When we turn our thoughts towards innovation within Finance, or anywhere within our business, we don’t have to be ready to jump on every innovation bandwagon.
We are the customers. We should only take something innovative on board if it makes things better for us. And just as our customers are cautious, we should be too.
So, there’s a positive and a negative here.
Positively, we should be on the lookout for ways to use new inventions and innovations presented to us, to help us improve.
Negatively, we shouldn’t just implement something just because it’s new.
This is simply to say, there must be a good business case for whatever we propose to do.
If workflow technology, RPA, Artificial Intelligence, won’t bring net benefits for our business, we don’t have to feel compelled to implement them, even if the Finance media gently sneers at us for being backward. If there is a good business case, we should implement with enthusiasm and confidence.
But Finance technological innovation faces a significant problem. And it’s the same problem we have with the Finance function in general – how can we justify the value of it? How can we articulate the value of cloud technology, artificial intelligence, etc? In other words, what is the value of better quality data, speed of access to information, better presentation of information?
We often resort to looking at efficiency – because we can measure the amount of time people spend on things. But in my experience, efficiency in Finance doesn’t often pay enough to cover even the software maintenance costs of new technology. And it also gives the wrong impression – that Finance can only add more value in the business by being cheaper.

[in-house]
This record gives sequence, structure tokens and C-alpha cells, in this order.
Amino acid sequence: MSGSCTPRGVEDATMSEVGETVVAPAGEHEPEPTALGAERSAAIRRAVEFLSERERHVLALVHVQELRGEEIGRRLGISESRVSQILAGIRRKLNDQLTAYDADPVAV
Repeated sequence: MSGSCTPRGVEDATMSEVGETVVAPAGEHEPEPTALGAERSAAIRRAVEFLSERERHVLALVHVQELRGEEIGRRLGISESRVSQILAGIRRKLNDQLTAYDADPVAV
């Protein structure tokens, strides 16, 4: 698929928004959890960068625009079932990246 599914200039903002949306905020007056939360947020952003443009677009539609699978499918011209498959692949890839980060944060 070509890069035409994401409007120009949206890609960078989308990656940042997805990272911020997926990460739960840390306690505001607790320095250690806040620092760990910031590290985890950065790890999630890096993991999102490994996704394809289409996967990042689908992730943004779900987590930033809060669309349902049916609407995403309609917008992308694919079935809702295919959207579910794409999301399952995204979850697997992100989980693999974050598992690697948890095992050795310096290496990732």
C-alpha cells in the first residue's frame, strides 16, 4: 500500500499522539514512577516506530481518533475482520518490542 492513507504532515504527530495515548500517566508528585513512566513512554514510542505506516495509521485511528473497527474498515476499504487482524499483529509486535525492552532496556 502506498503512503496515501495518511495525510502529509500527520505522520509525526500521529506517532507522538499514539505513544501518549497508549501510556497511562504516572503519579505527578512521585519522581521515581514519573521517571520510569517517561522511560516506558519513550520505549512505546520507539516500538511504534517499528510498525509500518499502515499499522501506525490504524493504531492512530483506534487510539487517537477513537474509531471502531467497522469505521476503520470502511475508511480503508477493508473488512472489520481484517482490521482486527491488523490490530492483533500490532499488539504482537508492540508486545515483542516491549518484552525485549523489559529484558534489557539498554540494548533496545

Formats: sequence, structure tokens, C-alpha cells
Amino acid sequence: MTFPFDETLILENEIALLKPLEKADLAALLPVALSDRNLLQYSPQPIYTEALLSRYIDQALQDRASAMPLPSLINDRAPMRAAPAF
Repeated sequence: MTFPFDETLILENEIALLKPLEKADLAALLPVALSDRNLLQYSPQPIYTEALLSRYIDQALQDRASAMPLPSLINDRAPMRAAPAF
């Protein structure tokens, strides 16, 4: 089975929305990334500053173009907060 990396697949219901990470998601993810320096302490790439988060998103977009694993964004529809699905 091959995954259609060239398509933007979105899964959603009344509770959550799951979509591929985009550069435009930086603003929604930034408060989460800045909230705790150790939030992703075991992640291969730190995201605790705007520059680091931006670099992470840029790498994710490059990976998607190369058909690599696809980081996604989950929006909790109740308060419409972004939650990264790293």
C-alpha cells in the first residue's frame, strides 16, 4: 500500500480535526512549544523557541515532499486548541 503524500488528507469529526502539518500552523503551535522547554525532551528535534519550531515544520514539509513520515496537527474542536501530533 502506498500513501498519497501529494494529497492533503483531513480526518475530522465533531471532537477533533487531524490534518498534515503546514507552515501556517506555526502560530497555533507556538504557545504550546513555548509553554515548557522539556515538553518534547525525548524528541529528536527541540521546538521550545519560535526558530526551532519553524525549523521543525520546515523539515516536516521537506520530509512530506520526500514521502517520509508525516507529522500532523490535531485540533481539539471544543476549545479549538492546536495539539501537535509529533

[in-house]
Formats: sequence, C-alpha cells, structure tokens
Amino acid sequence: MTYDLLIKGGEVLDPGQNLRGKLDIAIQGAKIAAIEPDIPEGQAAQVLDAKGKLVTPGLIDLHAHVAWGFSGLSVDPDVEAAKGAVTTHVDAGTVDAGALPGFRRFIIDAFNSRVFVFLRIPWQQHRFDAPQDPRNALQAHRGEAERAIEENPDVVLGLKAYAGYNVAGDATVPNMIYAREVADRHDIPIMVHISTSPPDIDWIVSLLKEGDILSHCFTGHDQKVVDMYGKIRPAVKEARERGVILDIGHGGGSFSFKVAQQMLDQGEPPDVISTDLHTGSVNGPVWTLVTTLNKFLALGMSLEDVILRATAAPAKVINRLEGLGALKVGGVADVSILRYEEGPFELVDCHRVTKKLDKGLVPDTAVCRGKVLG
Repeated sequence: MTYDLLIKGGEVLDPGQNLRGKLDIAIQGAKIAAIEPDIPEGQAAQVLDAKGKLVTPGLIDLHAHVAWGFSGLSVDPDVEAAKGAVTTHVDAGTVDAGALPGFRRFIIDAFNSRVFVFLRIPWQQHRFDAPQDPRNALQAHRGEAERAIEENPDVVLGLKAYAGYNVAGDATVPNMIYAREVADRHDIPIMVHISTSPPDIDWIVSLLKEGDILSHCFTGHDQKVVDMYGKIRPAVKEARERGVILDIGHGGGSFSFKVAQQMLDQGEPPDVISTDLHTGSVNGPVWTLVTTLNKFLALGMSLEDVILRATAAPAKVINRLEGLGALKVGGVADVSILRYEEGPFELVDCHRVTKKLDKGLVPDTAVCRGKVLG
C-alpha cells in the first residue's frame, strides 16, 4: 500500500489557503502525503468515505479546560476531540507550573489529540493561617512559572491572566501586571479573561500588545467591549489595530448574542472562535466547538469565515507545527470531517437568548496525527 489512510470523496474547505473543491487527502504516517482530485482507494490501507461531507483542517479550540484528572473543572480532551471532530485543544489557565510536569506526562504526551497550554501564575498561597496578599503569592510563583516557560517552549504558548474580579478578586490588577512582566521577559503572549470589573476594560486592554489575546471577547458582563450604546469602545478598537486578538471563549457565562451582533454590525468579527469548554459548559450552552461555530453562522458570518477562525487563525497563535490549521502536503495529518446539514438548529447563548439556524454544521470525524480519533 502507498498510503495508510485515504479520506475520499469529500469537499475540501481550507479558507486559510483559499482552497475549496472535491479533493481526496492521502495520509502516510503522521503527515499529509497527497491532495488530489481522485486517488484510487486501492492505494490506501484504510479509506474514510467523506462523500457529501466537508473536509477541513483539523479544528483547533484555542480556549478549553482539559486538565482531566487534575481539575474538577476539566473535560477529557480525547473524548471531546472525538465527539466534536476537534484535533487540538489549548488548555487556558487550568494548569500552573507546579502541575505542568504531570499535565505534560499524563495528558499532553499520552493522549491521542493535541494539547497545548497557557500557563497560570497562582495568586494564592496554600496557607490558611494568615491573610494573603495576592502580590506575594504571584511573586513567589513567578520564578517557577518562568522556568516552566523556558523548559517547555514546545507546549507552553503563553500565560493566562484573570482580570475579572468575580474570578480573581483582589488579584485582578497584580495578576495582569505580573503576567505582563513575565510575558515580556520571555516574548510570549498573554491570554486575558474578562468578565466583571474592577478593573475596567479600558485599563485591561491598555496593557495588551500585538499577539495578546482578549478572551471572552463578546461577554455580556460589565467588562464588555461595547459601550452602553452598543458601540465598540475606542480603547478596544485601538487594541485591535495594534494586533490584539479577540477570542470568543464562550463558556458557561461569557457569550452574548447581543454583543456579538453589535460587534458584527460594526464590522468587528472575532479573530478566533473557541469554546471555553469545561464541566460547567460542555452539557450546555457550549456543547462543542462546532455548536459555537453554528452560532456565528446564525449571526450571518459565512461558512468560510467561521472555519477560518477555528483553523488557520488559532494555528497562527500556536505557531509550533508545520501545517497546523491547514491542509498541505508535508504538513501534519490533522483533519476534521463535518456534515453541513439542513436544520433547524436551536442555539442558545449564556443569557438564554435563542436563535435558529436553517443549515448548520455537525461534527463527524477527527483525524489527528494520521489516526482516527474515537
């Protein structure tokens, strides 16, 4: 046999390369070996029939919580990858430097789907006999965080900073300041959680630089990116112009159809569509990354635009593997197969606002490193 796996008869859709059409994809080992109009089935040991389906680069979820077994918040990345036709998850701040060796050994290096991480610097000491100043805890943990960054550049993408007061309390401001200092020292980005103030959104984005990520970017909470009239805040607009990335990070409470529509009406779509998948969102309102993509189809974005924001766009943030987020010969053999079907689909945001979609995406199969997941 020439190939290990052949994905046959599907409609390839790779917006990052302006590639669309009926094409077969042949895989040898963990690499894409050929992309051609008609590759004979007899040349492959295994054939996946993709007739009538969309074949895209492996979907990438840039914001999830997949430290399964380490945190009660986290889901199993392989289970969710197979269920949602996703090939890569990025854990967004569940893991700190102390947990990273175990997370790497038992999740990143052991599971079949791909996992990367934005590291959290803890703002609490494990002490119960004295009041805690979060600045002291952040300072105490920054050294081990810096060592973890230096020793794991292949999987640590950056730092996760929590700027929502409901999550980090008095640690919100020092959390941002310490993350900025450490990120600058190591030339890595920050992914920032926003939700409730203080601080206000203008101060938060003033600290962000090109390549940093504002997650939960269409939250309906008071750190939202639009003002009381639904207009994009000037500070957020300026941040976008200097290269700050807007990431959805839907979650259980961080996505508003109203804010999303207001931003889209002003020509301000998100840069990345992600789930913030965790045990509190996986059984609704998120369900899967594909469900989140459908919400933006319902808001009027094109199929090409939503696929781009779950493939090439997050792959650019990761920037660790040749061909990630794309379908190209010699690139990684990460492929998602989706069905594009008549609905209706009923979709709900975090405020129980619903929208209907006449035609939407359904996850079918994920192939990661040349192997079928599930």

So, where is the business case?
This is where the software vendors can help. Instead of just coaxing customers towards their new technology because it suits them, they need to get better at articulating and quantifying and measuring the benefits... in terms of value.
As an illustration, I once had a conversation with someone at one of the big ERP software companies. As we were chatting, he talked about how they were trying to get customers to “move to the cloud”. And he asked what it would take to get the company I was working for to the make the move. My advice was that they should talk more about the benefits, rather than the technology – sell us the why, rather than the what.
If we can be innovative in technological solutions, why can’t we find innovative ways of articulating the value of things like speed of decision making?
The problem for Finance is that if we have to rely on subjectivity and mere trust in software vendors, we can’t impose anything more stringent on the business. If our project business cases are subjective, how can we ask for more objectivity from the business in their business cases?
My parting shot on this is that to build a business case for implementing innovation in Finance, we need to be clearer on our vision and strategy for Finance. That means being clear on where our value lies – and it’s not just in being cheap.
If you want to put more thought into where the value of Finance comes from, why not take a look at my white paper, How Finance Can Drive Business Performance?
I don’t have all the answers on this. What are your thoughts? Have you come up with ways of quantifying and measuring the more intangible benefits we can get out of innovation in Finance?
Do you have opinions on what counts as innovation in Finance? I’d love to hear.